Last year I wrote that Twilight Time's limited edition Blu-ray of FRIGHT NIGHT was a perfectly competent release; perhaps the result wasn't so fantastic that it justified the $35 shipped price tag it sold for, but there was nothing to complain about. It set a certain level of expectations for the still fledgling label, itself an experimental spin-off from soundtrack CD specialist Screen Archives Entertainment, offering an exclusive distribution on a number of titles that labels like Fox and Sony had officially given zero fucks about. Admittedly there's been a few "genre" titles in the mix ever since - The Mysterious Island and The Time Machine were both given limited releases (and have since sold out), while Enemy Mine was even put up the same day as the title we're going to talk about in just a few minutes - but as time passes, THE TWILIGHT TIME CATALOG continues to be a seemingly eclectic mix of "second-tier classics" and even contemporary features like Steel Magnolias and As Good As It Gets. Under the circumstances, the inclusion of 80s horror and sci-fi films seems a bit unusual... unless, of course, you take the high road and consider the fact that good horror, fantasy and science fiction films are just as valid a genre as musicals, westerns and historical epics. It's a stretch for a lot of people, I know, but I'm glad Twilight Time has taken the boutique model and shown that they'll try damn near anything once, if they think it's worth the time of day.
Do you want a movie Twilight Time licensed? The audio and video will be whatever HD materials the licensor has already made, you'll get the isolated score and trailers, a short booklet - maybe some commentaries if you're a good boy, and it'll cost $35 shipped (more for some earlier releases). It's Twilight Time or goddamn nothing for these films on Blu-ray, and under the circumstances, I was happy to spend the money - sure, I'd rather spend $8 on Amazon.com and get virtually the same disc with uglier packaging, but if Sony doesn't think that these films are worth the cost to press the disc, I'll happily take my business elsewhere. The more we focus on studio politics and price points, the less movies we actually get on Blu-ray, and as far as I'm concerned that's the only goal we, as fans, should even have...
So it was without hesitation that I pre-ordered my copy of Tom Savini and George Romero's 1990 version of NIGHT OF THE LIVING DEAD. Savini himself admits that he didn't fight very hard to get what he wanted out of the film, largely due to him going through a messy divorce at the time, and both critically and financially, the film seems to have struck a "Who Cares?" cord. Retrospect has been kinder to the film than perhaps audiences were over 20 years ago, and having skipped the film for years now in favor of George Romero's original, I was excited to give it a try for the first time on BD. I know buying a film sight-unseen is a dangerous game, but I wanted to show Twilight Time that their choice in focusing on slightly aged horror films was a positive one, and so I happily put in my order, unworried that we'd get anything but a decent release similar to the HD broadcasts that have been kicking around for the last two or three years.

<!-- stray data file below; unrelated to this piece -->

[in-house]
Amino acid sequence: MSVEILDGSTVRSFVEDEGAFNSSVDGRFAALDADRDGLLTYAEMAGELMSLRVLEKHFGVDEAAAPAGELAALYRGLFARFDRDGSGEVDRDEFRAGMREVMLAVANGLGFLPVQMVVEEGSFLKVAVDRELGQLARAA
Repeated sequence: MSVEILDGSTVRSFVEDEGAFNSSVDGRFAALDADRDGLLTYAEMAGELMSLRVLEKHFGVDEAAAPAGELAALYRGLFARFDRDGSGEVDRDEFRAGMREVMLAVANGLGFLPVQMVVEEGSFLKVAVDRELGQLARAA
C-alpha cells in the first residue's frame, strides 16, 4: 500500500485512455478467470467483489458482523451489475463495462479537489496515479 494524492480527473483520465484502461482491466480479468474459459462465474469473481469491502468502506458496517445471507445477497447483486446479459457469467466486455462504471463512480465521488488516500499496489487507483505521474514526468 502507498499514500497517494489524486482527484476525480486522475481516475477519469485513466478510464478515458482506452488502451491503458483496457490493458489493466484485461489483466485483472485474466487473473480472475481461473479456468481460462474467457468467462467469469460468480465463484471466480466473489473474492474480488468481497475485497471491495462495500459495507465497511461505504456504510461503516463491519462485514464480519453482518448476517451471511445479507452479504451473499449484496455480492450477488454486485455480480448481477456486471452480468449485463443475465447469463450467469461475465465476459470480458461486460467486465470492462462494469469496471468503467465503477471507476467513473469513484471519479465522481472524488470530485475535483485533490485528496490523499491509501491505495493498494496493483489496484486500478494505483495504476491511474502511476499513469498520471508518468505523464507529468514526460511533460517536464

How naive I've grown...
I can't claim to be a long-time fan of the Savini film the way I can of Romero's original "Dead" trilogy, but there's plenty of people who watched the film on every format it's been released - VHS, Laserdisc, DVD, HDTV, and even 35mm revival showings in the last few years. Simply put, the film has always looked a certain way, and this Blu-ray deviates from that look dramatically, particularly the first 20 minutes leading up to the shot of Ben turning the lights on inside of the house. After a solid three minutes, the image gradually shifts from looking neutral to a dark, hazy blue, a particular shade that's almost exclusively reserved for day-for-night photography. This is odd, particularly when you factor in that the commentary (on the Blu-ray, no less!) has Tom Savini himself mentioning that while the script called for a cloudy, miserable day to open the film's first act, the weather was gorgeous when they got to Pennsylvania, but that he realized watching the rotting and half-undressed corpses shambling around in beach weather actually carried a creepy charm unlike any he'd ever seen before.